Jim Donahue is a native of the Midwest, getting his education atMichiganStateUniversity. He is now training patrol officers on Technology & Tactics around the country which translates for street cops into how to use patrol car computers -- safely.
Previously, Jim was part of the Wayne County (MI) Sheriff’s Department and detailed full-time toU.S. Customs & Immigration at the Detroit/Canada border in the year following the attacks of 9/11. He has also worked as a reserve patrolman on the streets of a suburbanDetroitcommunity.
Jim recently finished a three year term as an Ambassador for the National Law Enforcement Officers Memorial Fund inWashington,D.C. He is now supporting the Officer Down Memorial Page (ODMP.org) and the Under-100 initiative.
Jim has worked with police departments across the country on process improvement at the patrol car level, focusing on technology to improve tactics, safety, and productivity. He instructs in a variety of police academies and having taught "Technology and Tactics" to thousands of cops in-service nationally. He is an accomplished grant writer.
Jim is married to Paula and they have two children. He has six bodybuilding contests to his credit. Jim is active in his community and his church.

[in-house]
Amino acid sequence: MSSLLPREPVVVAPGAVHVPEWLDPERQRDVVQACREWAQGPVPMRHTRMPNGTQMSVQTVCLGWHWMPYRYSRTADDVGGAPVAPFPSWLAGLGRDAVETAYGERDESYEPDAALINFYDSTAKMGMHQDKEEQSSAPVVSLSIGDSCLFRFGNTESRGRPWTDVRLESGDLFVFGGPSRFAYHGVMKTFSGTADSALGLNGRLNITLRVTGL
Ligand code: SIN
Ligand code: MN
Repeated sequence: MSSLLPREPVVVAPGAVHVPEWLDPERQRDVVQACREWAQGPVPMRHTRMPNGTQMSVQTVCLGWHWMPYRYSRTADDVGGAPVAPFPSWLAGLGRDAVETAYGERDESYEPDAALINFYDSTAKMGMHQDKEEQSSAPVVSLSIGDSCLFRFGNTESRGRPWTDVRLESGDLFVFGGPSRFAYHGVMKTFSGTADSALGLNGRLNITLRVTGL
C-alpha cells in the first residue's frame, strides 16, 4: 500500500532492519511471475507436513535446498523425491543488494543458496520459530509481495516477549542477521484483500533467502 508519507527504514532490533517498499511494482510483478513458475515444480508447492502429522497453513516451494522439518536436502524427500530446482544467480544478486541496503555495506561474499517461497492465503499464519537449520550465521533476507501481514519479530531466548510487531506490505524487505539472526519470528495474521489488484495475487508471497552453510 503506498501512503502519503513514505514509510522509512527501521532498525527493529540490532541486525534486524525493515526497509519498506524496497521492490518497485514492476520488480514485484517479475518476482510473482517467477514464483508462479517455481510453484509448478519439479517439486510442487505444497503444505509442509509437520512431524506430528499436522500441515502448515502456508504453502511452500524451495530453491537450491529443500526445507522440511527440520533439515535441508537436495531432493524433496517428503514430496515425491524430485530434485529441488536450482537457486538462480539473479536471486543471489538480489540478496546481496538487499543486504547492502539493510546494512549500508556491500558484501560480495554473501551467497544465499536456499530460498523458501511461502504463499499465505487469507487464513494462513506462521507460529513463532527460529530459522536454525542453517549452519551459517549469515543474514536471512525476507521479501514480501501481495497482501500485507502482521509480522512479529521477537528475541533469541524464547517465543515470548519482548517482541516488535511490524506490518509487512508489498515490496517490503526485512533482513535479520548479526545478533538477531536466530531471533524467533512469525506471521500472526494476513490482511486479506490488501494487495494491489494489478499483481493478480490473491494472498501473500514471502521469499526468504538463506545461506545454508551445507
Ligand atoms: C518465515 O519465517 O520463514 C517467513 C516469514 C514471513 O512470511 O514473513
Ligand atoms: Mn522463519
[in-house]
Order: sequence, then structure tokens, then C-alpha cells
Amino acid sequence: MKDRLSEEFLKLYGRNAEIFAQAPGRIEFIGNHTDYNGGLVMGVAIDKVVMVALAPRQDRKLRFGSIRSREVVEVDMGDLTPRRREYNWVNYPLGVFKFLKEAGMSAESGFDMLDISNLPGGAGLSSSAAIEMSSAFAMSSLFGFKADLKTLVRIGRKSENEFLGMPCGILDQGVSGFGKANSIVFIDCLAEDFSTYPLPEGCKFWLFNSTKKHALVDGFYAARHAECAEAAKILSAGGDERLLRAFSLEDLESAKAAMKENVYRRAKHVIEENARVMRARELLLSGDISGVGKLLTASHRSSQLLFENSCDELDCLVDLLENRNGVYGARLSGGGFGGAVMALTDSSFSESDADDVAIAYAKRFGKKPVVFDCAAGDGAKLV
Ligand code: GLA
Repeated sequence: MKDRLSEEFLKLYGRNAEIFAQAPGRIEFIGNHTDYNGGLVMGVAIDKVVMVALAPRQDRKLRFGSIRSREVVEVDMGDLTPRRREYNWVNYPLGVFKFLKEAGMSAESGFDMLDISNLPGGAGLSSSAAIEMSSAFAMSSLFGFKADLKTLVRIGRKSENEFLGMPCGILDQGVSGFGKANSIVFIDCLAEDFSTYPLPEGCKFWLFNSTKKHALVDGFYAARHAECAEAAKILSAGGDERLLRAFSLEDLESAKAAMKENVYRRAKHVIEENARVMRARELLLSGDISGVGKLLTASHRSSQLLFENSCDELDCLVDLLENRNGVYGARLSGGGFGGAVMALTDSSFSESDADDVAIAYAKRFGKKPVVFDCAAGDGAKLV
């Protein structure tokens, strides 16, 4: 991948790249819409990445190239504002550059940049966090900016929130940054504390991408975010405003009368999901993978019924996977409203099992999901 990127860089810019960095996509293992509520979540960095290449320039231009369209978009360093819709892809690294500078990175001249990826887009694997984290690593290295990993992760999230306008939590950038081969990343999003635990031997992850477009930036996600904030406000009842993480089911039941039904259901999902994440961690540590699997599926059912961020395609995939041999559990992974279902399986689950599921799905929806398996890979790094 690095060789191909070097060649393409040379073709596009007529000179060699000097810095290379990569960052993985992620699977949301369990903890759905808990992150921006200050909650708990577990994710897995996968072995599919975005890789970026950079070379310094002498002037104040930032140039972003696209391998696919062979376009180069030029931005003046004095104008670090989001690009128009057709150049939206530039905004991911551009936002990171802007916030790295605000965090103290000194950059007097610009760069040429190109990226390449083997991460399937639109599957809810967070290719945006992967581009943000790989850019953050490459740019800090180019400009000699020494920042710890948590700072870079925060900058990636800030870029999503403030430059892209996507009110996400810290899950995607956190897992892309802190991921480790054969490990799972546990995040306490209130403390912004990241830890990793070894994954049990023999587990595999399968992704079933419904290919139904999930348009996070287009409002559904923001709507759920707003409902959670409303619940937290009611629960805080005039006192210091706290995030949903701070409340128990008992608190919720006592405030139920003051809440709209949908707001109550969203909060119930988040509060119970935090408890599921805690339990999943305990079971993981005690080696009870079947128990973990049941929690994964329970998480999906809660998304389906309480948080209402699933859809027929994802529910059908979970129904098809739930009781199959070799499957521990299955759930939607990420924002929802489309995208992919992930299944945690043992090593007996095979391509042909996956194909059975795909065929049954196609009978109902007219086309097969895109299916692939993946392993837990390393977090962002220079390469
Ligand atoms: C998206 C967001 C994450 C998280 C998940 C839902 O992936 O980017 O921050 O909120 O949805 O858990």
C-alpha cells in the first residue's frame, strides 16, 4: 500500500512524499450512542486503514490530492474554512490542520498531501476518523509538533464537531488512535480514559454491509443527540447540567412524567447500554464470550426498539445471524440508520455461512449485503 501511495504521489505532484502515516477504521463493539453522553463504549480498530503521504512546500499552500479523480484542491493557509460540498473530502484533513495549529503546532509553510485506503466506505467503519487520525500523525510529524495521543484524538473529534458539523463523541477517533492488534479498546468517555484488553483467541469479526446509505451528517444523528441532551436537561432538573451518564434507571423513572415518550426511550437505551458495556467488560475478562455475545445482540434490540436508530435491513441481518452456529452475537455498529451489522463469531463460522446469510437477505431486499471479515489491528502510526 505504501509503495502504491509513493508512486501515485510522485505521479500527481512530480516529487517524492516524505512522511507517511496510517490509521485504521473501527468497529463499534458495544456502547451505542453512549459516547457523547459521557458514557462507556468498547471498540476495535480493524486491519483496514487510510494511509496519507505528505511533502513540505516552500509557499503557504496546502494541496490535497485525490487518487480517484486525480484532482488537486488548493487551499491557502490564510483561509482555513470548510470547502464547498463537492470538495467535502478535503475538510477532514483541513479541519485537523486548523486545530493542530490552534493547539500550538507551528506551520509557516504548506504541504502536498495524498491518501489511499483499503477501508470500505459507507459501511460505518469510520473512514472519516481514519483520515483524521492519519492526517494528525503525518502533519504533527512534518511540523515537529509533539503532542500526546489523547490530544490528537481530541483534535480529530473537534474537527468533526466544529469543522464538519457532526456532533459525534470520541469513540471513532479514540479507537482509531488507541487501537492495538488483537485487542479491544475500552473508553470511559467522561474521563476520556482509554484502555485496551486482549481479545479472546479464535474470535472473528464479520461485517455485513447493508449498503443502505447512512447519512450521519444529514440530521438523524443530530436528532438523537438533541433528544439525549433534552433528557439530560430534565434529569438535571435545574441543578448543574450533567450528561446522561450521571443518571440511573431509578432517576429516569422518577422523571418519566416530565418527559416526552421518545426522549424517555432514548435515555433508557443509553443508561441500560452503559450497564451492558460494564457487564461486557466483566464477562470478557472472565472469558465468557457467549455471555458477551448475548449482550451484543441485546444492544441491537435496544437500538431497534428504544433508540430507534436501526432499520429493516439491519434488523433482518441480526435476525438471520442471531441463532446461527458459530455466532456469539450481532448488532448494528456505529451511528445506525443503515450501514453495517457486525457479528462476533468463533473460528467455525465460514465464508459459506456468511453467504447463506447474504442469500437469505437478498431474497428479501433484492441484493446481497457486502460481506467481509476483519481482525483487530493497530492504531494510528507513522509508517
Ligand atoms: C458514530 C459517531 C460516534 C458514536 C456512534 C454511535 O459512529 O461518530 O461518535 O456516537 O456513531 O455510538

The common job shared by every cop (first & foremost) is this: go home at the end of your shift. If you think that you don’t minimally owe that to yourself (you do), you owe it to those in your life and in your world who love you; those who depend on...
Looking back, there was yet, so much to learn. At the time, it seemed like I knew nearly everything which was truly important to know. Though I had yet to be introduced to the finer issues of trigonometry, I was already fluent in the issues of life: how...
When you are asked for a break, you have only moments to discern if you are dealing with a good person who has made a mistake OR a dirtbag who will do and say whatever they need in order to escape your grasp.
According to the NLEOMF in Washington D.C., the numbers this year are staggering. The mid-year report shows that as of June 30, 2009, 26 cops have died in automobile crashes. That is 37% more deaths than last year at the same time.